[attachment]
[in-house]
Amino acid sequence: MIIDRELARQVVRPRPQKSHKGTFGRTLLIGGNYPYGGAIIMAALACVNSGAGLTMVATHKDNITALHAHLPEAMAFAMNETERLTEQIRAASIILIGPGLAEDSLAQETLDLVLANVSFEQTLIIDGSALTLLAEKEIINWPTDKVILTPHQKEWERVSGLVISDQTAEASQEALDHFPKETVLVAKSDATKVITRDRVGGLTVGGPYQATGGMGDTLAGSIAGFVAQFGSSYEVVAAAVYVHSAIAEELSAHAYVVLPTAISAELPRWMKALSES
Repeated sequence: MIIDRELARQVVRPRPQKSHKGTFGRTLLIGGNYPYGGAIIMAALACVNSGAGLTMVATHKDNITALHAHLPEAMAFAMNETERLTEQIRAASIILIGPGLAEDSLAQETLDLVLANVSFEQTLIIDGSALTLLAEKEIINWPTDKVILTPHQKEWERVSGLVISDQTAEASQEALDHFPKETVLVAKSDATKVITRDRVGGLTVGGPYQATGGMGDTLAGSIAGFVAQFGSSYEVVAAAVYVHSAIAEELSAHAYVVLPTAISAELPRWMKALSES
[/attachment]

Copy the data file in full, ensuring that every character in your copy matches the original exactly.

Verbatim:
[in-house]
Amino acid sequence: MIIDRELARQVVRPRPQKSHKGTFGRTLLIGGNYPYGGAIIMAALACVNSGAGLTMVATHKDNITALHAHLPEAMAFAMNETERLTEQIRAASIILIGPGLAEDSLAQETLDLVLANVSFEQTLIIDGSALTLLAEKEIINWPTDKVILTPHQKEWERVSGLVISDQTAEASQEALDHFPKETVLVAKSDATKVITRDRVGGLTVGGPYQATGGMGDTLAGSIAGFVAQFGSSYEVVAAAVYVHSAIAEELSAHAYVVLPTAISAELPRWMKALSES
Repeated sequence: MIIDRELARQVVRPRPQKSHKGTFGRTLLIGGNYPYGGAIIMAALACVNSGAGLTMVATHKDNITALHAHLPEAMAFAMNETERLTEQIRAASIILIGPGLAEDSLAQETLDLVLANVSFEQTLIIDGSALTLLAEKEIINWPTDKVILTPHQKEWERVSGLVISDQTAEASQEALDHFPKETVLVAKSDATKVITRDRVGGLTVGGPYQATGGMGDTLAGSIAGFVAQFGSSYEVVAAAVYVHSAIAEELSAHAYVVLPTAISAELPRWMKALSES